Hong Kong hiking: Tap Mun (Grass Island)

Far away in Hong Kong’s northeastern waters, at the entrance to Tolo Harbour, Tap Mun island has mostly avoided the sprouting of three-storey village houses which affects so much of the New Territories. In fact it retains its old-world charm so well, a walk down its main street can feel like stepping onto a film set. You can make an easy circuit of the island.

This walk is gentle and suitable for all. Time required: 2 hours.

Take the MTR East Rail to University Station and follow the signs over the bridge to Ma Liu Shui pier, ten minutes’ walk away. The morning ferry leaves at 8:30am, and there is an additional 12:30pm departure on weekends. (Don’t take the 3:00pm sailing, as it will give you no time to explore). You can call Tsui Wah Ferry on 2272 2022 to confirm the timetable.

The journey through Tolo Harbour takes 90 minutes, plenty of time for you to eat a packed breakfast and watch the scenery go by. The ferry calls in at two deserted villages before arriving in the small harbour at Tap Mun.

From the pier, turn left to walk through the town. The mostly Hakka and Tanka people make their living from fish farming, and there are a couple of shops selling drinks and dried seafood. On weekends, the three or four simple restaurants are busy catering to large groups of day trippers.

On your right, steps lead up to a large Tin Hau temple. It’s well maintained with fine roof decorations. Follow the path higher up, keeping the police post on your right. The trail leads past a line of traditional village houses and eventually rises to a pavilion on a wide open hillside. The springy turf gives Tap Mun its seldom-used English name, Grass Island.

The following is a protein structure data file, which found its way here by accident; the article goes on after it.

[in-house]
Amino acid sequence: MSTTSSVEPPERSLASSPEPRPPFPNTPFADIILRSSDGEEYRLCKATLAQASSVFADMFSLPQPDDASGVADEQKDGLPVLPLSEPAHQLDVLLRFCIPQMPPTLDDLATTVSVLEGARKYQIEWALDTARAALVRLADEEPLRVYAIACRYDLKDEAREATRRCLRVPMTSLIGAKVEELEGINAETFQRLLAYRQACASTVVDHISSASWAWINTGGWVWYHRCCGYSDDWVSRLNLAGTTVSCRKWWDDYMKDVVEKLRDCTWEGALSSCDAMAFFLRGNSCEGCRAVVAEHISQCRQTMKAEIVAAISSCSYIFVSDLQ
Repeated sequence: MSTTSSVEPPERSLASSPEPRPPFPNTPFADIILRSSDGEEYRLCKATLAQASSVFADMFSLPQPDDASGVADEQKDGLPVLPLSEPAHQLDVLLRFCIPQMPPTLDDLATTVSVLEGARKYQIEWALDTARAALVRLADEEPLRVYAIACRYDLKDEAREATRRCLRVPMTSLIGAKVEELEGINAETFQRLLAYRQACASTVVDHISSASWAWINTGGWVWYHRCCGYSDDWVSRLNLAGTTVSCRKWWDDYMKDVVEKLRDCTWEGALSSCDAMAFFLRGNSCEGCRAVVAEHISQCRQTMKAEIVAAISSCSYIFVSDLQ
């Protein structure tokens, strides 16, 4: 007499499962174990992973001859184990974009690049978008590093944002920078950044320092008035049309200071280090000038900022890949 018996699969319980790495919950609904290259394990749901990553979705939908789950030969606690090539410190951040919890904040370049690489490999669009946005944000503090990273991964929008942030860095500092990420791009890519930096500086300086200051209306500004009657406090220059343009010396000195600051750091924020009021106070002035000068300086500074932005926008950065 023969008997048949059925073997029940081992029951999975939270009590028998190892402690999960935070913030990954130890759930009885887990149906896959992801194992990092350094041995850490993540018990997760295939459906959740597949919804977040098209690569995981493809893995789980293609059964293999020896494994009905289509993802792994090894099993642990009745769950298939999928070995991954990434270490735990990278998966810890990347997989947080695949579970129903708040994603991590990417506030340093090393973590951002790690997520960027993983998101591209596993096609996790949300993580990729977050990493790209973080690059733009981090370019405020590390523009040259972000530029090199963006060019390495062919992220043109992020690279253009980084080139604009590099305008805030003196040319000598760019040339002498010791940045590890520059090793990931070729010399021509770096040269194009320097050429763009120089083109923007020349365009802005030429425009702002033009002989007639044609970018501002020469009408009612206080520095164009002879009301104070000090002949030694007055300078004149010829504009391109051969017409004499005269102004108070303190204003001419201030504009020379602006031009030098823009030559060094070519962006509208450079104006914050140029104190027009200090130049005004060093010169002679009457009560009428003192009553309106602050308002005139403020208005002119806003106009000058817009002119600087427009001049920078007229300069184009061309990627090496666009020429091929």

From here you’re treated to open views across the wide expanse of Mirs Bay, from the coast of China in the north to the pointed outline of Sharp Peak to the south. Ocean breezes make this a great spot for kite flying. Down on the shore, clumps of screw pine fringe a rocky beach.

Turn left to make a short detour uphill to a viewing point. Returning to the pavilion, go straight ahead, keeping to a route parallel with the coast. Trails are in part made by the island’s herd of cattle which now wander free. As you round the cape you should see a balanced rock formation down by the shore. Then you enjoy views of Ko Lau Wan, an isolated fishing village across the narrow strait, before arriving at the New Fishermen’s Village.

Cuttlefish and squid are laid out to dry in the sun. On our September visit, a temporary bamboo theatre on the village square had just been taken down. The path carries on through a straggle of ramshackle seafront homes to bring you back to the ferry pier. If the tour groups have moved on, this may be a better time to eat at one of the cafes.

The boat back to Ma Liu Shui leaves at 5:30pm, but that may be too long to wait. Instead, there are hourly sailings to Wong Shek pier in Sai Kung, at least until 6:00pm. It’s an enjoyable half-hour hop across Long Harbour. Speedboats also make this trip, but are not always there.

The crossing to Wong Shek is a good option: from there, you can take bus 94 (or 96R on weekends) through the country park to Sai Kung town, where a wealth of restaurants should be able to satisfy the hunger brought on by a day of salty air. Take the bus or minibus from Sai Kung back to the MTR in Kowloon.

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